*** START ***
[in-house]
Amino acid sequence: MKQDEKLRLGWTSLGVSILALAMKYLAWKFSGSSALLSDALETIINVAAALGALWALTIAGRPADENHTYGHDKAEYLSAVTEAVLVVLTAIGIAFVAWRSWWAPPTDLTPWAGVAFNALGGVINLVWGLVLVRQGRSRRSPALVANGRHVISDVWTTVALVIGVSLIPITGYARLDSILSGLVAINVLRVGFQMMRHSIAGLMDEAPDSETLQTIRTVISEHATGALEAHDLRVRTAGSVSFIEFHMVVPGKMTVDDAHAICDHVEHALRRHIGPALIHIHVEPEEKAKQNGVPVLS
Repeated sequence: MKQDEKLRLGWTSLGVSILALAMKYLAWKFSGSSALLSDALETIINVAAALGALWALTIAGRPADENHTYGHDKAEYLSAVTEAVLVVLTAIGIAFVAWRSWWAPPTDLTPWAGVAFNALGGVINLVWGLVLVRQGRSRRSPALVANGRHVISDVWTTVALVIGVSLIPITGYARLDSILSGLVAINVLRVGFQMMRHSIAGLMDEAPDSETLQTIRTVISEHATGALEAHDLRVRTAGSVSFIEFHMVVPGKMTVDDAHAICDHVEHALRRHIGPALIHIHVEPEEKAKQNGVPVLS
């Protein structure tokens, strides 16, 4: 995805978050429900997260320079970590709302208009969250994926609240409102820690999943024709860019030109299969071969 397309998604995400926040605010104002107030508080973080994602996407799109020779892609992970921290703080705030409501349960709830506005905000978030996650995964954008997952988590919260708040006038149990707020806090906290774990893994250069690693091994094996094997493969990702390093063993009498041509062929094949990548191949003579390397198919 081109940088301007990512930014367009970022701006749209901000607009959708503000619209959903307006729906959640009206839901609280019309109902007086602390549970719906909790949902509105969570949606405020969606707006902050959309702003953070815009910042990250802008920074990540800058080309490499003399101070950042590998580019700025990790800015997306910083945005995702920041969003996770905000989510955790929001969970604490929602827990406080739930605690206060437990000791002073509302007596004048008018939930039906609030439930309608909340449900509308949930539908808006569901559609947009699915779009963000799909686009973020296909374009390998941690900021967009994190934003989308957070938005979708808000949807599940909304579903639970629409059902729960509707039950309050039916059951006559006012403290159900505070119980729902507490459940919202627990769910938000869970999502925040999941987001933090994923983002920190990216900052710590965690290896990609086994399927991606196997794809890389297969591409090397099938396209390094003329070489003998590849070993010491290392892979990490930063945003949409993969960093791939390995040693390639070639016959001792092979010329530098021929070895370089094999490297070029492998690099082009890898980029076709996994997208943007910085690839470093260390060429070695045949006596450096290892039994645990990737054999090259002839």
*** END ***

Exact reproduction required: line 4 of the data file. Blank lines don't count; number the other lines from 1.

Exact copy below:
């Protein structure tokens, strides 16, 4: 995805978050429900997260320079970590709302208009969250994926609240409102820690999943024709860019030109299969071969 397309998604995400926040605010104002107030508080973080994602996407799109020779892609992970921290703080705030409501349960709830506005905000978030996650995964954008997952988590919260708040006038149990707020806090906290774990893994250069690693091994094996094997493969990702390093063993009498041509062929094949990548191949003579390397198919 081109940088301007990512930014367009970022701006749209901000607009959708503000619209959903307006729906959640009206839901609280019309109902007086602390549970719906909790949902509105969570949606405020969606707006902050959309702003953070815009910042990250802008920074990540800058080309490499003399101070950042590998580019700025990790800015997306910083945005995702920041969003996770905000989510955790929001969970604490929602827990406080739930605690206060437990000791002073509302007596004048008018939930039906609030439930309608909340449900509308949930539908808006569901559609947009699915779009963000799909686009973020296909374009390998941690900021967009994190934003989308957070938005979708808000949807599940909304579903639970629409059902729960509707039950309050039916059951006559006012403290159900505070119980729902507490459940919202627990769910938000869970999502925040999941987001933090994923983002920190990216900052710590965690290896990609086994399927991606196997794809890389297969591409090397099938396209390094003329070489003998590849070993010491290392892979990490930063945003949409993969960093791939390995040693390639070639016959001792092979010329530098021929070895370089094999490297070029492998690099082009890898980029076709996994997208943007910085690839470093260390060429070695045949006596450096290892039994645990990737054999090259002839």